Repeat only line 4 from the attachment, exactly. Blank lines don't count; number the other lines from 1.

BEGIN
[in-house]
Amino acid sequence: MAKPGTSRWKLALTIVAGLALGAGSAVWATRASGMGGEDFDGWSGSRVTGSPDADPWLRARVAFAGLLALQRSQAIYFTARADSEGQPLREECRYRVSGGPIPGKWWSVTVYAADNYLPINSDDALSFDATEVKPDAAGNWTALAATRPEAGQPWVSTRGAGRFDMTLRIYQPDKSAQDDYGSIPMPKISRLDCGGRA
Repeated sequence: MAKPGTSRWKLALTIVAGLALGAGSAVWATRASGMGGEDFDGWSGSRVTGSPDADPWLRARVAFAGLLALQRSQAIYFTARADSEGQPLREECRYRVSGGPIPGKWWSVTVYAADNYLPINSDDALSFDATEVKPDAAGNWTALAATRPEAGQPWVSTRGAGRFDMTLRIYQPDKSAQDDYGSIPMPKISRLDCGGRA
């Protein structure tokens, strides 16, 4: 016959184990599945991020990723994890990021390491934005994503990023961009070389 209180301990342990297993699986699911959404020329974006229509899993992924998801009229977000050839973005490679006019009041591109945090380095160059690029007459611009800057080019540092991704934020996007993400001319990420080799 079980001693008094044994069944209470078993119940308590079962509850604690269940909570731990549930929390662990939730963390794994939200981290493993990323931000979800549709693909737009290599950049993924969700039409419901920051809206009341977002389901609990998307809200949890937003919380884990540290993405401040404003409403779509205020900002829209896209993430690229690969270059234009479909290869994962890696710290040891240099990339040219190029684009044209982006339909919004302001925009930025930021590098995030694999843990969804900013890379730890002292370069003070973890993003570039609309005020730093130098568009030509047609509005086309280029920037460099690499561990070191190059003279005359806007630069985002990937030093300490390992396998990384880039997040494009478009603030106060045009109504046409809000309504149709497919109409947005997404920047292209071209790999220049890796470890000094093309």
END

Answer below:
């Protein structure tokens, strides 16, 4: 016959184990599945991020990723994890990021390491934005994503990023961009070389 209180301990342990297993699986699911959404020329974006229509899993992924998801009229977000050839973005490679006019009041591109945090380095160059690029007459611009800057080019540092991704934020996007993400001319990420080799 079980001693008094044994069944209470078993119940308590079962509850604690269940909570731990549930929390662990939730963390794994939200981290493993990323931000979800549709693909737009290599950049993924969700039409419901920051809206009341977002389901609990998307809200949890937003919380884990540290993405401040404003409403779509205020900002829209896209993430690229690969270059234009479909290869994962890696710290040891240099990339040219190029684009044209982006339909919004302001925009930025930021590098995030694999843990969804900013890379730890002292370069003070973890993003570039609309005020730093130098568009030509047609509005086309280029920037460099690499561990070191190059003279005359806007630069985002990937030093300490390992396998990384880039997040494009478009603030106060045009109504046409809000309504149709497919109409947005997404920047292209071209790999220049890796470890000094093309």